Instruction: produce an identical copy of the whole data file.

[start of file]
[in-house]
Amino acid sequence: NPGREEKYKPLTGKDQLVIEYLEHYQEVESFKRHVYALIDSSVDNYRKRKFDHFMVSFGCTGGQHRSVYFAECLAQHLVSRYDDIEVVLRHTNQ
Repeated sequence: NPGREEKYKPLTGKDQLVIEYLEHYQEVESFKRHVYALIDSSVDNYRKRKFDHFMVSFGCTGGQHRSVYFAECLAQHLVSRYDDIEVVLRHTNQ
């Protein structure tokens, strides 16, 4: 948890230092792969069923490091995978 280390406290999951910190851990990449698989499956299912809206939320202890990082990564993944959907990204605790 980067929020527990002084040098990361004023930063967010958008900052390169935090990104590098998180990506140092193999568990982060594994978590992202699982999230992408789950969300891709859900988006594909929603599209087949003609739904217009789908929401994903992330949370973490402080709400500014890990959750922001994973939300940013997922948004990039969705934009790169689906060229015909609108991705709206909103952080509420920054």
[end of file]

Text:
[in-house]
Amino acid sequence: NPGREEKYKPLTGKDQLVIEYLEHYQEVESFKRHVYALIDSSVDNYRKRKFDHFMVSFGCTGGQHRSVYFAECLAQHLVSRYDDIEVVLRHTNQ
Repeated sequence: NPGREEKYKPLTGKDQLVIEYLEHYQEVESFKRHVYALIDSSVDNYRKRKFDHFMVSFGCTGGQHRSVYFAECLAQHLVSRYDDIEVVLRHTNQ
């Protein structure tokens, strides 16, 4: 948890230092792969069923490091995978 280390406290999951910190851990990449698989499956299912809206939320202890990082990564993944959907990204605790 980067929020527990002084040098990361004023930063967010958008900052390169935090990104590098998180990506140092193999568990982060594994978590992202699982999230992408789950969300891709859900988006594909929603599209087949003609739904217009789908929401994903992330949370973490402080709400500014890990959750922001994973939300940013997922948004990039969705934009790169689906060229015909609108991705709206909103952080509420920054």